Happy Dog Mother’s Day

13 May

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Photo credit: Mary Cruse

When you’re a dog mom, you know there are some things moms of humans have to deal with that will never be an issue for you — your dog will never get a tattoo or call for bail money or tell you she’s dropping out of college to form the Blue Woman Group, for example.

We mothers of canines — those of us who can’t see through our glasses because someone licked them and who consider a 3-pack of lint rollers the perfect Mother’s Day gift — we can expect constant love and devotion, a cold snout in warm places, welcome homes that surpass all others… and that our children will probably not outlive us, at least not in years on this earth.

Now that I am in my 34th year of dog momdom, the ebb and flow of life is clearer than ever to me. At this point, I have lost Copper, Slate, Maddy Lou, Justin, Penny and Watson, the last two sweethearts in the past six weeks. And I have adopted Sanders (right in photo above) and Katje (center) to join Murray (on the left). Katje has only been here two days and has just finished doggy orientation.

This Mother’s Day is bittersweet. I’m still mourning the loss of Penny, the world’s best garden helper and Watson, the dog who made me laugh out loud so many times that now the silence is deafening. But I’m also celebrating the three kids who are here with me on this warm and sunny day. All of us have been out pulling weeds, with Murray and Katje spending time exploring every bug and scent, while Sanders naps in a sunny spot in the dirt.

I thought I’d offer a few thoughts to all the dog moms out there on this, our special day:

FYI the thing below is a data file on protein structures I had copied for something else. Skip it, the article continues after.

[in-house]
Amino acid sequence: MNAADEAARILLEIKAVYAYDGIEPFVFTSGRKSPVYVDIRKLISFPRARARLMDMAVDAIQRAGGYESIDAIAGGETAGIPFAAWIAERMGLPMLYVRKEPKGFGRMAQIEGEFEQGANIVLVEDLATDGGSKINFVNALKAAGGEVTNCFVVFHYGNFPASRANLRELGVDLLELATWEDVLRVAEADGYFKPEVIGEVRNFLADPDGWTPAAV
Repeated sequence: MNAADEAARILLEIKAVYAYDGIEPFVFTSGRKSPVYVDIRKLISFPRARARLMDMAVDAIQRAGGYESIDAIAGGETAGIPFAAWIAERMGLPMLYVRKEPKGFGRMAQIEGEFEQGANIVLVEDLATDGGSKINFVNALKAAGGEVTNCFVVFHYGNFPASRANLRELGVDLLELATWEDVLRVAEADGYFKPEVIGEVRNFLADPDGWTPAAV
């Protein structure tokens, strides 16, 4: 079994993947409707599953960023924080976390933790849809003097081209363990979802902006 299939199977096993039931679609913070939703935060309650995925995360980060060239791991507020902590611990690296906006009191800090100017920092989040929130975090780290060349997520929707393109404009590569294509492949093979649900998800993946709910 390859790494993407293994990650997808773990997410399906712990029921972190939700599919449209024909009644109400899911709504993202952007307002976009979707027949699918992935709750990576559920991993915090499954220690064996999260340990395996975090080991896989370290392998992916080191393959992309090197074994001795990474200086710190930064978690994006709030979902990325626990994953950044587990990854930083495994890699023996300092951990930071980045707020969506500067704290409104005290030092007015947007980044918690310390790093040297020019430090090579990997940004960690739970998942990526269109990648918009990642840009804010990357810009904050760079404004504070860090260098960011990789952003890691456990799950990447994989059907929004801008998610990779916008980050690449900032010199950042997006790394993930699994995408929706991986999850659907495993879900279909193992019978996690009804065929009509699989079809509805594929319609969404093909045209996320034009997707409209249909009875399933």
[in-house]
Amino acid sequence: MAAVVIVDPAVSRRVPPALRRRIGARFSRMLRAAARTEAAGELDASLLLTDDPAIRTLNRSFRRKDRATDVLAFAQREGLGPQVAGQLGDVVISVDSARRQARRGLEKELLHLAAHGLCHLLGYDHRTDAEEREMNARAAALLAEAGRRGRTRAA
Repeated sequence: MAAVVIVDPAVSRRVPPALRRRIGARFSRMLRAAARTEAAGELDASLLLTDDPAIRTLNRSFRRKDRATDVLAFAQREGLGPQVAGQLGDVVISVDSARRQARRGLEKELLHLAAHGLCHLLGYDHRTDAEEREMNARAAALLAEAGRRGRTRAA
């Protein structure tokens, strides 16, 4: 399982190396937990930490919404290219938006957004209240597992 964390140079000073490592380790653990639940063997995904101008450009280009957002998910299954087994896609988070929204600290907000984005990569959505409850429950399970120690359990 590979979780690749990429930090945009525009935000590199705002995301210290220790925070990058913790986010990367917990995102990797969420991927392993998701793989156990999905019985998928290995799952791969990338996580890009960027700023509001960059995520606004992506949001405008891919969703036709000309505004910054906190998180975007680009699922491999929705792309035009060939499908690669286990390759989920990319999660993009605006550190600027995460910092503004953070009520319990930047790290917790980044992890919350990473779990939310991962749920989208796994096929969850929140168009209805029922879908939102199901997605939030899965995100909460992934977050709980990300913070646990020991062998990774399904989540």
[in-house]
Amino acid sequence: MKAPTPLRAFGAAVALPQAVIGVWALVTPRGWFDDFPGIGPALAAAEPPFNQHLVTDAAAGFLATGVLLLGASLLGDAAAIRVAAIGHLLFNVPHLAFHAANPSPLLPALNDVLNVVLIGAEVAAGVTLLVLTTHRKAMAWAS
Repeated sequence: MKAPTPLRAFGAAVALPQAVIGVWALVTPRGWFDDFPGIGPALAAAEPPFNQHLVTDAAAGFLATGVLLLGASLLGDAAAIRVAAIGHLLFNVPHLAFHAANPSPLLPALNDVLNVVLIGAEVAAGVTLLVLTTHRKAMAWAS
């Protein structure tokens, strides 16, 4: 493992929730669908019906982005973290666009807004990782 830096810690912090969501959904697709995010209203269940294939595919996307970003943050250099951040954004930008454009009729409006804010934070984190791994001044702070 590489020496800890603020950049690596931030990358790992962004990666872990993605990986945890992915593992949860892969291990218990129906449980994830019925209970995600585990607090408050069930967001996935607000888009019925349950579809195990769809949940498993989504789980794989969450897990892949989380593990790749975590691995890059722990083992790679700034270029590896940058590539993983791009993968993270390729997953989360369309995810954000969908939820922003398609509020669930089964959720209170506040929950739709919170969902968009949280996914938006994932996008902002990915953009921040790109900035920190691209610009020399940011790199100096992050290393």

1.  As much as possible, live like your dog, fully present in the moment. Notice the world. Honor the fact that you are here another day. Run across the field with your tongue out.
  2. Enjoy everything. If your pup can fully celebrate the words “park” and “ride,” you can find the joy in everyday moments. If you have to use Cirque du Soleil skills to cook a meal without tripping over dogs underfoot, focus on the beauty of that, rather than the frustration.
  3. When it is time for your kids to leave, know that you will survive the heart break, the tears, and the “what ifs.” Your heart will forever carry scars shaped like paw prints, but love and laughter will get you through the first day and then all the rest. And the best place to find love and laughter is by adopting a new dog and making sure someone else who needs a mother has one.
  4. Even if no one else celebrates your momdom, you know that you’re a mother, even you’ve never birthed or raised human children. You know that there are no lengths to which you would not go to make sure your canine children have their best lives. And if you have a spouse, they probably know deep down that in an emergency, you’re saving the dog. Especially if said spouse did not get you a Happy Mother’s Day from the Dog card today.

 

Leigh Anne Jasheway is the author of 25 books, including her latest, The Dogs’ Guide to Human(Kind), available on her website, accidentalcomic.com.

 

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